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Across the universe of gadget gifts, few things can inspire more angst and buyer's remorse than home computers.
Even as their prices have tumbled - processors and memory have become so cheap that your main risk is buying more of either than you'll ever use - these machines have remained specialised, often high-maintenance products.
You cannot shop for them by price alone; buying a computer still demands a series of questions with non-obvious answers.
For an increasing number of people, the first judgement call is the Mac-or-Windows issue.
Both Microsoft and Apple have updated their operating systems this year.
Windows 7 represents a bigger improvement relative to its predecessor, the widely disliked Windows Vista, while Apple's Mac OS X Snow Leopard has been somewhat disappointing in practice.
But the Mac's core advantages over Windows persist.
OS X's separation of the operating system and applications makes adding or removing programmes drag-and-drop easy and leaves viruses fewer openings.
Macs have fewer hardware-software conflicts and no "trialware" junk .
And Apple's stores offer a more pleasant shopping experience and better tech support than most Windows-based shops.
But because Apple chooses not to compete in the cheaper end of the market, you pay a lot more for those advantages; its lack of a netbook leaves its cheapest portable option the $NZ1699 MacBook.
Macs do include features that sometimes cost extra or aren't available on PCs, such as Bluetooth wireless and the iMac's clever, touch-sensitive "Magic Mouse," but not all users want those bonuses.
It's fair to call a Mac a luxury.
It's more affordable than many other luxuries, but see what your bank account has to say first.
Decide that, then you can make the next big choice: netbook, laptop or desktop.
That first category - ultra-light, ultra-cheap computers with small screens and no CD or DVD drive - didn't even exist a few years ago, but now it makes up a large chunk of the market.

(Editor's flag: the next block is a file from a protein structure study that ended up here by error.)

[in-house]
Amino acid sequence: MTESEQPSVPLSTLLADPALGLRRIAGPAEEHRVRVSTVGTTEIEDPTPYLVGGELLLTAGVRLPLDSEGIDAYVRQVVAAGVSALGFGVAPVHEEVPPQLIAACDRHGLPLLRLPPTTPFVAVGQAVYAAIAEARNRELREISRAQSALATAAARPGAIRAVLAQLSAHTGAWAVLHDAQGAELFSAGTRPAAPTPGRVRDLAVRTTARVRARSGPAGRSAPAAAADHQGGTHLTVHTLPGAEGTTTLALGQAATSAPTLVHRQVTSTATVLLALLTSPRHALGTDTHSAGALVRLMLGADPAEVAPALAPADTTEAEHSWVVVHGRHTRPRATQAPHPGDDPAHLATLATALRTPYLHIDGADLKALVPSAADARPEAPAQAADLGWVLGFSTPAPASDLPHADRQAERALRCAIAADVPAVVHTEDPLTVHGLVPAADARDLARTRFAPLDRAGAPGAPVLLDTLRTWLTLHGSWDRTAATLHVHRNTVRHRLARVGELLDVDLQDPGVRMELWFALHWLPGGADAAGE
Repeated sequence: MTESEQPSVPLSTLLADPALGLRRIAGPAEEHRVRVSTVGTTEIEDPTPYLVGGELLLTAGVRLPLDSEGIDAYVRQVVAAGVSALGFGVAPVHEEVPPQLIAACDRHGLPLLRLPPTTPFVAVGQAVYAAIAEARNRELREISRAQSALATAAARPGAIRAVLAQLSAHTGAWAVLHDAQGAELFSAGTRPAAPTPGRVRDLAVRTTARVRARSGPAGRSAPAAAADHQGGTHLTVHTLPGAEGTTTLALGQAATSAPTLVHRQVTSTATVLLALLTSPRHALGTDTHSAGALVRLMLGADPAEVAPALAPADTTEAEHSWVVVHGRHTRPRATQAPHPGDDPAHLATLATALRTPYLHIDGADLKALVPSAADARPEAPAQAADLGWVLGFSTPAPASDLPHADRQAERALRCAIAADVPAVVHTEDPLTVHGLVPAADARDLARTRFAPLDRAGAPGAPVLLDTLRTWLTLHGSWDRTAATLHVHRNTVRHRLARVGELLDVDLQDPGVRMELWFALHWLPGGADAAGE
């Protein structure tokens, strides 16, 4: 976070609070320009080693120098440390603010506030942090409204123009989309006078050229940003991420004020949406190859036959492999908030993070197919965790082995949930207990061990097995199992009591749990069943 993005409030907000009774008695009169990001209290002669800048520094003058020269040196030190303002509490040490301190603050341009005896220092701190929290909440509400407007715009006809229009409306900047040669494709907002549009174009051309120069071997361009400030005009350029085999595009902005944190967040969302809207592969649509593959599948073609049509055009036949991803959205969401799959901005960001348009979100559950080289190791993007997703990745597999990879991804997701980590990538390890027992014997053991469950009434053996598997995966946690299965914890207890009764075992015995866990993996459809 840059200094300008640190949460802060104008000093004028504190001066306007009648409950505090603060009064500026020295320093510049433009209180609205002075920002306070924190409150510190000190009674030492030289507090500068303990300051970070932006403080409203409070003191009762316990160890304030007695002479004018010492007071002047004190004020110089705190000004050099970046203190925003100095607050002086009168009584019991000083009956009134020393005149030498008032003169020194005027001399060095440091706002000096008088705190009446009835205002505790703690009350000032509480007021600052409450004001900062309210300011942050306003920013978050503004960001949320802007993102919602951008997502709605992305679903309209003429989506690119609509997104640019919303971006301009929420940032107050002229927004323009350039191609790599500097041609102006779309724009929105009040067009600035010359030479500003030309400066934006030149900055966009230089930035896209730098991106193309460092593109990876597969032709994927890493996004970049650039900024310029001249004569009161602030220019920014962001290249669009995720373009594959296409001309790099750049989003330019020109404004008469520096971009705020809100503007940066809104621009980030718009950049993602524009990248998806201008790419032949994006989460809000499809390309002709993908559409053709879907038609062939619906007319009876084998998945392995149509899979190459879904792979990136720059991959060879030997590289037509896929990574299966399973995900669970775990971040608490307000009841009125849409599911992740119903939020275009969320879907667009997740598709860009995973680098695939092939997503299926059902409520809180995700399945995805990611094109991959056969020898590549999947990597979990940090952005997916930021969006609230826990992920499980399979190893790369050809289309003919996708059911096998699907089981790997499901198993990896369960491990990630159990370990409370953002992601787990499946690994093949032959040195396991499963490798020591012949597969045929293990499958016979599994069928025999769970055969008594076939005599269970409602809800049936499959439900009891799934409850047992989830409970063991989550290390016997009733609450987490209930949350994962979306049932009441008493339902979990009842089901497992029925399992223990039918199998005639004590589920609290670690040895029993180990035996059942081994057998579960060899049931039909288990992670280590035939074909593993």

Netbooks make the most sense as a second or third computer, unless you plan to use the machine only for light, web-centric use.
You can expect prices from $200 to as much as $1200.
One key factor is your choice of operating system: Microsoft's Windows XP and Windows 7 Starter Edition or various releases of the open-source Linux system.
The latter costs less and is far more secure, but it requires learning a new interface and new programmes.
Another is screen size.
The nine-inch displays of cheaper netbooks may tax your eyesight.
Those computers, in turn, are more likely to have cramped keyboards - avoid any that exile the right-hand Shift key to the right of the up-arrow cursor key, a layout that invites repeated typos.
Plain old laptops have become the most popular type of computer among home users.
They're cheaper than ever and often include keyboards and screens as big as those once standard on desktops.
But the bigger the screen and the keyboard, the heavier and the shorter the battery life.
If you'll take a laptop further than from a coffee table to a desk, don't buy one heavier than 2kg or with less than three hours of reported battery life.
A desktop, in turn, should cost less and allows a choice of screen and keyboard - unless it's an all-in-one model like the iMac or HP's TouchSmart.
Some buyers now opt for "small form factor" desktops that can fit underneath HDTVs to serve as a multimedia library.
Most desktops also allow for semi-easy upgrades of their components, but most home users never bother.
What about the traditional list of computing specifications to look for? Most of those numbers haven't mattered much for years.
For most home use, processor speed is irrelevant.
So is memory, as long as you have at least 2 gigabytes' worth.
If, however, you have older hardware and software, PCs with more than 3 gigabytes of memory - and many with less - will ship with a 64-bit edition of Windows 7 that may not support your past purchases.
If you're not sure about these compatibility issues, your safest move is to get a PC with Win 7's 32-bit edition.
Graphics cards really matter only if you want to play fast-paced games, so most home users can ignore those, too.
The same goes for hard-drive space, unless you plan on copying every DVD you own.
An optical drive that burns CDs and DVDs should be standard; one that plays Blu-ray movies is a waste unless you own a Blu-ray player and a library of those high-definition movies.
In terms of expansion, more USB ports and Bluetooth wireless connectivity are good things, while FireWire and eSATA ports and ExpressCard slots may go unused.
Why give up all these other options when computers are so cheap?
So you can spend the money you save on an external hard drive and use the backup software built into Windows 7 and Mac OS X to protect your data, something too many computer users forget to do.